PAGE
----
The number of newly arriving brands in the second half of the year has been traditionally higher than in the first half, mainly as a result of the Christmas season. In effect, the number of newcomers this year can be expected to be similar to last year’s 38.
“The Czech retail market remains attractive for international brands; it is often the first one in the Central and Eastern European region where they test their performance”, says Jan Kotrbáček, Partner & Head of CEE Retail Agency team, Cushman & Wakefield. “The coronavirus pandemic has not changed anything about that – now that the restrictions have been lifted, customers are largely returning to shopping in physical stores and the local purchasing power is attractive for the brands.”
The great majority of the newcomers have opened their first shop in Prague, with six of them opting for high-street locations and five for shopping centres, which is usual with brands arriving on the Czech market. There is also a clear trend of opening shops in office buildings nowadays. This option is popular primarily among brands that focus on technologies and design. It allows them to present their products and services within a generous footprint and a modern environment to a relevant target group of potential customers who work in the office buildings, and the rents are also more accessible to them.
French and fashion brands first and foremost
Four brands arrived from France, two from Slovakia, and one each from the other countries of origin. In line with a long-term trend, the most common are fashion and accessories retailers, and the ratio of those that target the mass market to those in the luxury/premium brands is balanced. Three brands are in the currently popular household equipment and accessories segment, and two are in the F&B segment.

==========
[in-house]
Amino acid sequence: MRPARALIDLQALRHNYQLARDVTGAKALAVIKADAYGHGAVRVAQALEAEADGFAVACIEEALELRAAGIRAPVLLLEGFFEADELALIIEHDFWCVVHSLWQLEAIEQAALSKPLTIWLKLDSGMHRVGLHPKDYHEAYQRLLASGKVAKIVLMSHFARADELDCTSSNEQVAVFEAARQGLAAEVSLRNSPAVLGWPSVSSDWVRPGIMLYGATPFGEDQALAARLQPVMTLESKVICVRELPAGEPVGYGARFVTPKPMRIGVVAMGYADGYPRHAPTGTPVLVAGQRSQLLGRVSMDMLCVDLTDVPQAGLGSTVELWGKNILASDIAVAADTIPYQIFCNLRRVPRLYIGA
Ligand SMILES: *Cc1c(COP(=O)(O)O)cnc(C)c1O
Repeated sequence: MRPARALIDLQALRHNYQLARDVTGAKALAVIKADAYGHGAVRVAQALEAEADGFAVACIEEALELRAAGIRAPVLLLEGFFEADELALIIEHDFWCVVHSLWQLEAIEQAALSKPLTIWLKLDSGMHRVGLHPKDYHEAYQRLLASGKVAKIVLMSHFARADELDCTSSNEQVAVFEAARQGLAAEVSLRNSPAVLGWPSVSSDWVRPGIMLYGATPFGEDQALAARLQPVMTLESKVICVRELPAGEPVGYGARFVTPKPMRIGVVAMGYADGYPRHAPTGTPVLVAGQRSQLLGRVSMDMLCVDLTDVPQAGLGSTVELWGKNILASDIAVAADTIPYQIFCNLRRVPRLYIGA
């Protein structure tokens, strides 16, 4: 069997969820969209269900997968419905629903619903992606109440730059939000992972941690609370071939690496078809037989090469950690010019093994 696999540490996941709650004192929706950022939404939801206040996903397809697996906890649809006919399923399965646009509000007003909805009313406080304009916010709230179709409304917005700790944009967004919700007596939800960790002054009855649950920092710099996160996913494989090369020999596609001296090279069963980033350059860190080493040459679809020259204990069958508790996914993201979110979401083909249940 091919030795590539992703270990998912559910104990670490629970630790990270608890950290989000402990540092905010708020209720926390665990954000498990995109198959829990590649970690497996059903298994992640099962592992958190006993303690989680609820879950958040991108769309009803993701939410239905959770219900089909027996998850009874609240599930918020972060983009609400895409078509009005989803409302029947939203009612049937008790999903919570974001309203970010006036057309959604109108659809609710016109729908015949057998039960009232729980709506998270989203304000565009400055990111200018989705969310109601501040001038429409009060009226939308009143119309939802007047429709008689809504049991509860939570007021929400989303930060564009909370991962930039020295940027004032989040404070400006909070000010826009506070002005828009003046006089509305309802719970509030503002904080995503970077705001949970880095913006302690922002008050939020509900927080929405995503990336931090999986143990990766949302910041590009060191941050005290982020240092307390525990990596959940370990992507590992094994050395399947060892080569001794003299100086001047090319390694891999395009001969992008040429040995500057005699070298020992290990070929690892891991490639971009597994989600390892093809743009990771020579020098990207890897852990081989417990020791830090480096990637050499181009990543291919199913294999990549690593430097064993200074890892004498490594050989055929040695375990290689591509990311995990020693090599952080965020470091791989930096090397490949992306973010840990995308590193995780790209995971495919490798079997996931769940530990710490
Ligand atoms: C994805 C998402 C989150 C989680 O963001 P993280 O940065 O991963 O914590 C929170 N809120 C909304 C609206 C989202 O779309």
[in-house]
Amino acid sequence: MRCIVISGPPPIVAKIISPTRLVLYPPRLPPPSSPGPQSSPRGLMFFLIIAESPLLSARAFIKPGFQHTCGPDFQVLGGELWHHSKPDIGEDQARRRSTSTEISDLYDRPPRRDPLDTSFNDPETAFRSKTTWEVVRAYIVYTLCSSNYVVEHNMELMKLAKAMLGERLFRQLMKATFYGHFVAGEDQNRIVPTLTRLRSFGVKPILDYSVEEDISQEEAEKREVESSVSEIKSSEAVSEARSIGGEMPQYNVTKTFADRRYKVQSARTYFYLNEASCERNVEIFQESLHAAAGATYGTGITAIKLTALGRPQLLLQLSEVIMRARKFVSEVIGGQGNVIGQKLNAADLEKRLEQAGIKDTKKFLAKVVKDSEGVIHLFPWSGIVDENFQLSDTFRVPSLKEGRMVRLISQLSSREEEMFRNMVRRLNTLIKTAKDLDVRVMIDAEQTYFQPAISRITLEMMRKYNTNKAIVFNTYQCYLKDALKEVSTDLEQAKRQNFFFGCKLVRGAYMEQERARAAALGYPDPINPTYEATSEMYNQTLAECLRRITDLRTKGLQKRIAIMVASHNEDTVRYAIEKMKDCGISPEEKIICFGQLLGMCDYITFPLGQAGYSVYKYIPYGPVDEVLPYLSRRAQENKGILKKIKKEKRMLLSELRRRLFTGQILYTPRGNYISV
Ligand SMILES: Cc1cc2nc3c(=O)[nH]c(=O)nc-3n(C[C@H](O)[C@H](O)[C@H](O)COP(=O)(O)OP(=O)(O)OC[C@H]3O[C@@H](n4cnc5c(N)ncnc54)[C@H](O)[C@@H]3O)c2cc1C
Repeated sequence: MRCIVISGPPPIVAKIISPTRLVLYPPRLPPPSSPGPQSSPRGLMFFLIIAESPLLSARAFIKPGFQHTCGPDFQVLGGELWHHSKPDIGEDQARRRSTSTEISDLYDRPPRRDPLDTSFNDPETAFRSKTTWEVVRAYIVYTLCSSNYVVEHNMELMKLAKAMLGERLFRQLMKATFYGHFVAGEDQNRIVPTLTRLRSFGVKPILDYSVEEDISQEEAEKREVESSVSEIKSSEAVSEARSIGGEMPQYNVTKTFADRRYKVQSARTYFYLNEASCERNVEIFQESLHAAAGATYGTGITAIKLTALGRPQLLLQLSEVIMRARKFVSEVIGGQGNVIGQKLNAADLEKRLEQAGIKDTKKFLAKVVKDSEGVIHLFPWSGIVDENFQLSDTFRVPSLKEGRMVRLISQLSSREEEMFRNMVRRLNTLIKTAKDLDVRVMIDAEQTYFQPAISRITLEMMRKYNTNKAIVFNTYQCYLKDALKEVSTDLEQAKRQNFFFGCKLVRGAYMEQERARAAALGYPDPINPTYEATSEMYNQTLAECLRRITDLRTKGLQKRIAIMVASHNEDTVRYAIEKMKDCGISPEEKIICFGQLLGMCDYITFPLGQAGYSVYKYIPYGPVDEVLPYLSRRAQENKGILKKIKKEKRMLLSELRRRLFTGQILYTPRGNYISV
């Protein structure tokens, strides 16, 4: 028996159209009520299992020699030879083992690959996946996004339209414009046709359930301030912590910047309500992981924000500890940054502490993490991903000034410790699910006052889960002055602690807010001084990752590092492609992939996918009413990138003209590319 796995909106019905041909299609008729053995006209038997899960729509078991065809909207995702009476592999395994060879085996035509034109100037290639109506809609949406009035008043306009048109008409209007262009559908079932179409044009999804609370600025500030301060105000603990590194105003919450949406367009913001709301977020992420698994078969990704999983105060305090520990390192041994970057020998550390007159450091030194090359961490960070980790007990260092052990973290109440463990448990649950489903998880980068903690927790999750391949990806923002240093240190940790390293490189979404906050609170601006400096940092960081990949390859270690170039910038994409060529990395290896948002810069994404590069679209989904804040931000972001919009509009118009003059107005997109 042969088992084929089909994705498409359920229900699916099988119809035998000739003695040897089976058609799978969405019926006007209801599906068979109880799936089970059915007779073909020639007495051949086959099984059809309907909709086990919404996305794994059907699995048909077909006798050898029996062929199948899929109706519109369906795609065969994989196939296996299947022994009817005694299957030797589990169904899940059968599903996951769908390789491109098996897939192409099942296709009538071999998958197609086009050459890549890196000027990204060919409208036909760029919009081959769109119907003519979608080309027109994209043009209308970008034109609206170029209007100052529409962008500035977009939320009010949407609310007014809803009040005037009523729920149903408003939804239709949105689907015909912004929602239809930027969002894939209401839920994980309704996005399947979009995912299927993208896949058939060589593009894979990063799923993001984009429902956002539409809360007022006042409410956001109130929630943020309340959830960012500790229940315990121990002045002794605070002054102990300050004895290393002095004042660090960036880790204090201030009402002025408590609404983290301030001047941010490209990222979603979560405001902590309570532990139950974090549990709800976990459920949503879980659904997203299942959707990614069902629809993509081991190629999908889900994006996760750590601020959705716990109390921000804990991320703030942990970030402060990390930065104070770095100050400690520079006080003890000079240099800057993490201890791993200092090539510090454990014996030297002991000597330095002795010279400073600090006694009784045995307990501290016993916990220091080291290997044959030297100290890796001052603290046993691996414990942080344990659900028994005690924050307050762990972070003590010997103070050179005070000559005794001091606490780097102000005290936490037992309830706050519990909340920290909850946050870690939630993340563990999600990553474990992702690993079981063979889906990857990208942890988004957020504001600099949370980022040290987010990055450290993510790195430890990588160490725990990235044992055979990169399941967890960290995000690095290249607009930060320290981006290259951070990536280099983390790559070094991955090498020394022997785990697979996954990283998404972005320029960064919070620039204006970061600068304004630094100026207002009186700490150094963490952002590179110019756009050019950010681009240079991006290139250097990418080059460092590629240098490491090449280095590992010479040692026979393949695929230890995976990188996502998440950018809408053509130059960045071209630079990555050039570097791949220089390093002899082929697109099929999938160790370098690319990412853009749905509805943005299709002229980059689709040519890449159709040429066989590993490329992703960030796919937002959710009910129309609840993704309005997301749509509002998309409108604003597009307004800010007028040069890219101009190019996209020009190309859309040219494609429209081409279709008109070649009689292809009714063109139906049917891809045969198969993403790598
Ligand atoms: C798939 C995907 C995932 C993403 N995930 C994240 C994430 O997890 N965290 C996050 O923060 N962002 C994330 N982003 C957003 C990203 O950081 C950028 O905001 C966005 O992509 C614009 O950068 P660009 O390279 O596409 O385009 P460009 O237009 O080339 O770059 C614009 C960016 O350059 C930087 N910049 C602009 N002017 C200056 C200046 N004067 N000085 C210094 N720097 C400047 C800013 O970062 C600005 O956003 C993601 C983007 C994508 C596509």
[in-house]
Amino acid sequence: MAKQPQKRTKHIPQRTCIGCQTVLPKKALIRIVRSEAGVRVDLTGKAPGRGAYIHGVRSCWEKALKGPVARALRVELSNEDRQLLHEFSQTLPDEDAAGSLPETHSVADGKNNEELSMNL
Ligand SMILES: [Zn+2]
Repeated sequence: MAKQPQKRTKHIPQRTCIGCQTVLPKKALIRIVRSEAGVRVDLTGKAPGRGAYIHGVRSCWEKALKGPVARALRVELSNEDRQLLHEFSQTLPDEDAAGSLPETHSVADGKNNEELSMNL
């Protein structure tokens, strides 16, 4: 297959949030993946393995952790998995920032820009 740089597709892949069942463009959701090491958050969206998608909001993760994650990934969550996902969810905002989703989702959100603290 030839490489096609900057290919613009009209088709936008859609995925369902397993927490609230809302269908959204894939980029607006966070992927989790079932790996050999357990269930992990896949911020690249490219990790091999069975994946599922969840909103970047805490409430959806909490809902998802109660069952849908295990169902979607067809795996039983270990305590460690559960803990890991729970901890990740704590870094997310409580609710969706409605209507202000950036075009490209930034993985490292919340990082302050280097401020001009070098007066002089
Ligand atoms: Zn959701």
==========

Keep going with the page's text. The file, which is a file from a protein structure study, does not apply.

Brands newly arriving on the Czech retail market in the first half of 2022
“The openings of many brands‘ shops only in this year’s first quarter can of course be to a certain extent attributed to the uncertainty and restrictions related to the pandemic in the last two years”, explains Kotrbáček. “Many of them for example could not finish the fit-out of their store within the scheduled time plan because of the lack of material for furniture and equipment production. All processes take a bit longer today and a certain inertia as long as two or three years. I perceive as positive the fact that customers still have the appetite and need to shop – not out of necessity, but also for pleasure. Brands therefor still have a reason to build new and attractive physical stores to get their producsts as close to customers as possible. Doing so, they pay attention both to the quality of the premises and to the location where they place it.“
The behavior of the retail market players is also influenced by other challenges brought about these days. According to Jan Kotrbáček even the war in Ukraine also paralysed the retailers‘ decision processes for some time: “However, they orientated themselves quite quickly and adapted to the new situation. Many of them closed a lot of shops in Russia, but will definitely strive to compensate for this market, also in the Czech Republic and the surrounding countries of Central and Eastern Europe. These can be a partial alternative and Czechia will for sure be an attractive market for brands.“